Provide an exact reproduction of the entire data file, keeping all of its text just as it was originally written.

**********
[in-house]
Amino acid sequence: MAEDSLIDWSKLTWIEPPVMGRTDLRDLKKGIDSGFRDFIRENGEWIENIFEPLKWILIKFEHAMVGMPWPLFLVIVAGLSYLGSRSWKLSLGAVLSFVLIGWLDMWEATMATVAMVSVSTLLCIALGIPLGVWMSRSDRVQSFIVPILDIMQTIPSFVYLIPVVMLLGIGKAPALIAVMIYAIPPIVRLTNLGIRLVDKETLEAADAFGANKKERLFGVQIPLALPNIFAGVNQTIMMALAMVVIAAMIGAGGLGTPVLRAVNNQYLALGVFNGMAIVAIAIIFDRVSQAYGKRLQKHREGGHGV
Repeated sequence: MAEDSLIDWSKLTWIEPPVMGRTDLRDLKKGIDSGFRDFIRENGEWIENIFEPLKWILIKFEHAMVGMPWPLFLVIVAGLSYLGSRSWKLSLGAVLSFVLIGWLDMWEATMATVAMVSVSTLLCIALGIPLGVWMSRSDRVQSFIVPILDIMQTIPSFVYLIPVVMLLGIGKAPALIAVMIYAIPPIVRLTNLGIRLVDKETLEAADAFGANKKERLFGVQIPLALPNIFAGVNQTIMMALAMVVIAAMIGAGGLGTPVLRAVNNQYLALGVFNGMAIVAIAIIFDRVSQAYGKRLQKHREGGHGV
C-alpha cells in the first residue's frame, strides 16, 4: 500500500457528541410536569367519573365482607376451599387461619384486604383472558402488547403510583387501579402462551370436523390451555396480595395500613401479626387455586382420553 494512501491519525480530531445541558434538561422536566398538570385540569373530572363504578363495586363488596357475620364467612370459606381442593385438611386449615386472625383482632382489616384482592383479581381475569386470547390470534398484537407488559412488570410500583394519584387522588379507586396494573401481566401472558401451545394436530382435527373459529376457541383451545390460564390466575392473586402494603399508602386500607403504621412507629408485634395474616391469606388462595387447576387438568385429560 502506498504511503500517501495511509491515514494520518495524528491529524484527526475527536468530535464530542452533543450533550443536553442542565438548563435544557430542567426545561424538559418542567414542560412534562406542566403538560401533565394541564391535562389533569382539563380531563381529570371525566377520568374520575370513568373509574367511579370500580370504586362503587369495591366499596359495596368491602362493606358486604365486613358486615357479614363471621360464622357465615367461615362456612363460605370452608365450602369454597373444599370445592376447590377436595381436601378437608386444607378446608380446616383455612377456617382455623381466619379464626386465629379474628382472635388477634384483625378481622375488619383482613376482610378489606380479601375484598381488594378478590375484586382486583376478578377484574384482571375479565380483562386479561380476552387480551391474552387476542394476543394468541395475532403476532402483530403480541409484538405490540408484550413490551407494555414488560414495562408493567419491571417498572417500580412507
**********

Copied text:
[in-house]
Amino acid sequence: MAEDSLIDWSKLTWIEPPVMGRTDLRDLKKGIDSGFRDFIRENGEWIENIFEPLKWILIKFEHAMVGMPWPLFLVIVAGLSYLGSRSWKLSLGAVLSFVLIGWLDMWEATMATVAMVSVSTLLCIALGIPLGVWMSRSDRVQSFIVPILDIMQTIPSFVYLIPVVMLLGIGKAPALIAVMIYAIPPIVRLTNLGIRLVDKETLEAADAFGANKKERLFGVQIPLALPNIFAGVNQTIMMALAMVVIAAMIGAGGLGTPVLRAVNNQYLALGVFNGMAIVAIAIIFDRVSQAYGKRLQKHREGGHGV
Repeated sequence: MAEDSLIDWSKLTWIEPPVMGRTDLRDLKKGIDSGFRDFIRENGEWIENIFEPLKWILIKFEHAMVGMPWPLFLVIVAGLSYLGSRSWKLSLGAVLSFVLIGWLDMWEATMATVAMVSVSTLLCIALGIPLGVWMSRSDRVQSFIVPILDIMQTIPSFVYLIPVVMLLGIGKAPALIAVMIYAIPPIVRLTNLGIRLVDKETLEAADAFGANKKERLFGVQIPLALPNIFAGVNQTIMMALAMVVIAAMIGAGGLGTPVLRAVNNQYLALGVFNGMAIVAIAIIFDRVSQAYGKRLQKHREGGHGV
C-alpha cells in the first residue's frame, strides 16, 4: 500500500457528541410536569367519573365482607376451599387461619384486604383472558402488547403510583387501579402462551370436523390451555396480595395500613401479626387455586382420553 494512501491519525480530531445541558434538561422536566398538570385540569373530572363504578363495586363488596357475620364467612370459606381442593385438611386449615386472625383482632382489616384482592383479581381475569386470547390470534398484537407488559412488570410500583394519584387522588379507586396494573401481566401472558401451545394436530382435527373459529376457541383451545390460564390466575392473586402494603399508602386500607403504621412507629408485634395474616391469606388462595387447576387438568385429560 502506498504511503500517501495511509491515514494520518495524528491529524484527526475527536468530535464530542452533543450533550443536553442542565438548563435544557430542567426545561424538559418542567414542560412534562406542566403538560401533565394541564391535562389533569382539563380531563381529570371525566377520568374520575370513568373509574367511579370500580370504586362503587369495591366499596359495596368491602362493606358486604365486613358486615357479614363471621360464622357465615367461615362456612363460605370452608365450602369454597373444599370445592376447590377436595381436601378437608386444607378446608380446616383455612377456617382455623381466619379464626386465629379474628382472635388477634384483625378481622375488619383482613376482610378489606380479601375484598381488594378478590375484586382486583376478578377484574384482571375479565380483562386479561380476552387480551391474552387476542394476543394468541395475532403476532402483530403480541409484538405490540408484550413490551407494555414488560414495562408493567419491571417498572417500580412507